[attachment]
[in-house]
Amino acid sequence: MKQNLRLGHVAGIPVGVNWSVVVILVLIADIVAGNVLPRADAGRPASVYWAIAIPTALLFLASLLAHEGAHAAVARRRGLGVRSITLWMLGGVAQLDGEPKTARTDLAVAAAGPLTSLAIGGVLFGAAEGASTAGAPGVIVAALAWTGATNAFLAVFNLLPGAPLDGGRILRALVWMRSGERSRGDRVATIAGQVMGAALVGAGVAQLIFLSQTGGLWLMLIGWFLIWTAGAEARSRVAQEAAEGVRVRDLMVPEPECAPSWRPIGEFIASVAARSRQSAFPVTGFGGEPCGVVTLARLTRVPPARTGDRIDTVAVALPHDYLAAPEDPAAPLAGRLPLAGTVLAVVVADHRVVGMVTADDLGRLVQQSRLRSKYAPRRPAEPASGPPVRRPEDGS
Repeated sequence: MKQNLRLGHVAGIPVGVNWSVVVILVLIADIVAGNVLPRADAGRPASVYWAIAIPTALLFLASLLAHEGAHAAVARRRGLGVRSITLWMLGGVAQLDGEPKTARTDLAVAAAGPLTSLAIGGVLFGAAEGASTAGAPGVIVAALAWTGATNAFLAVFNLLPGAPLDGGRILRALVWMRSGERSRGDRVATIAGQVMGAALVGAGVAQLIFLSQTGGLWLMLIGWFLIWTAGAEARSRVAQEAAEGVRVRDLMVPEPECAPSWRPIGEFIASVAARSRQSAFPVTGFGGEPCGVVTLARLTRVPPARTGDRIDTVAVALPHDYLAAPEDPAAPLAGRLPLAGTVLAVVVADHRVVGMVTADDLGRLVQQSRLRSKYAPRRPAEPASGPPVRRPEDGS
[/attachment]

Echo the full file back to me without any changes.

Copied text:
[in-house]
Amino acid sequence: MKQNLRLGHVAGIPVGVNWSVVVILVLIADIVAGNVLPRADAGRPASVYWAIAIPTALLFLASLLAHEGAHAAVARRRGLGVRSITLWMLGGVAQLDGEPKTARTDLAVAAAGPLTSLAIGGVLFGAAEGASTAGAPGVIVAALAWTGATNAFLAVFNLLPGAPLDGGRILRALVWMRSGERSRGDRVATIAGQVMGAALVGAGVAQLIFLSQTGGLWLMLIGWFLIWTAGAEARSRVAQEAAEGVRVRDLMVPEPECAPSWRPIGEFIASVAARSRQSAFPVTGFGGEPCGVVTLARLTRVPPARTGDRIDTVAVALPHDYLAAPEDPAAPLAGRLPLAGTVLAVVVADHRVVGMVTADDLGRLVQQSRLRSKYAPRRPAEPASGPPVRRPEDGS
Repeated sequence: MKQNLRLGHVAGIPVGVNWSVVVILVLIADIVAGNVLPRADAGRPASVYWAIAIPTALLFLASLLAHEGAHAAVARRRGLGVRSITLWMLGGVAQLDGEPKTARTDLAVAAAGPLTSLAIGGVLFGAAEGASTAGAPGVIVAALAWTGATNAFLAVFNLLPGAPLDGGRILRALVWMRSGERSRGDRVATIAGQVMGAALVGAGVAQLIFLSQTGGLWLMLIGWFLIWTAGAEARSRVAQEAAEGVRVRDLMVPEPECAPSWRPIGEFIASVAARSRQSAFPVTGFGGEPCGVVTLARLTRVPPARTGDRIDTVAVALPHDYLAAPEDPAAPLAGRLPLAGTVLAVVVADHRVVGMVTADDLGRLVQQSRLRSKYAPRRPAEPASGPPVRRPEDGS